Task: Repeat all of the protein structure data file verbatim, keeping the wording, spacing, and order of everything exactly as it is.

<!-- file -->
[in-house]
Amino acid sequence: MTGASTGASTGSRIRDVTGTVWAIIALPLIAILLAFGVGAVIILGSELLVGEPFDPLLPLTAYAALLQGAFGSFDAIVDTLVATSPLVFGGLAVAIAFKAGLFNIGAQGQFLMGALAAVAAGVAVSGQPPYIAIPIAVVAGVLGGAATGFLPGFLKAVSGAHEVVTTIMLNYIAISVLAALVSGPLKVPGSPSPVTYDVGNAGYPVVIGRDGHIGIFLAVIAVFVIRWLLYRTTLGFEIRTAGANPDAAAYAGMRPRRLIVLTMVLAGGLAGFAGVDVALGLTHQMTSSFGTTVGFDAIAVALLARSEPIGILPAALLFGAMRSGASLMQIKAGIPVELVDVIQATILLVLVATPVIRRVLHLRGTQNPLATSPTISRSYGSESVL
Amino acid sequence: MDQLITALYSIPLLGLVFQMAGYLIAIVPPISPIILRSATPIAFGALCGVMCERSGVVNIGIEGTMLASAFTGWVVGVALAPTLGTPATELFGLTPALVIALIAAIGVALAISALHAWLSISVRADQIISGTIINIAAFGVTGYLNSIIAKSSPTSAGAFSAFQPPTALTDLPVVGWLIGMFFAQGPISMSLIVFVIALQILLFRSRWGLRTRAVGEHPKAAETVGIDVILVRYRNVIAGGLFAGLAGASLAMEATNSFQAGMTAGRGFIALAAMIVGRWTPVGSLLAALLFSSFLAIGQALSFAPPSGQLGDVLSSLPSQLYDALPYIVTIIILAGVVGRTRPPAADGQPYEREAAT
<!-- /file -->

[in-house]
Amino acid sequence: MTGASTGASTGSRIRDVTGTVWAIIALPLIAILLAFGVGAVIILGSELLVGEPFDPLLPLTAYAALLQGAFGSFDAIVDTLVATSPLVFGGLAVAIAFKAGLFNIGAQGQFLMGALAAVAAGVAVSGQPPYIAIPIAVVAGVLGGAATGFLPGFLKAVSGAHEVVTTIMLNYIAISVLAALVSGPLKVPGSPSPVTYDVGNAGYPVVIGRDGHIGIFLAVIAVFVIRWLLYRTTLGFEIRTAGANPDAAAYAGMRPRRLIVLTMVLAGGLAGFAGVDVALGLTHQMTSSFGTTVGFDAIAVALLARSEPIGILPAALLFGAMRSGASLMQIKAGIPVELVDVIQATILLVLVATPVIRRVLHLRGTQNPLATSPTISRSYGSESVL
Amino acid sequence: MDQLITALYSIPLLGLVFQMAGYLIAIVPPISPIILRSATPIAFGALCGVMCERSGVVNIGIEGTMLASAFTGWVVGVALAPTLGTPATELFGLTPALVIALIAAIGVALAISALHAWLSISVRADQIISGTIINIAAFGVTGYLNSIIAKSSPTSAGAFSAFQPPTALTDLPVVGWLIGMFFAQGPISMSLIVFVIALQILLFRSRWGLRTRAVGEHPKAAETVGIDVILVRYRNVIAGGLFAGLAGASLAMEATNSFQAGMTAGRGFIALAAMIVGRWTPVGSLLAALLFSSFLAIGQALSFAPPSGQLGDVLSSLPSQLYDALPYIVTIIILAGVVGRTRPPAADGQPYEREAAT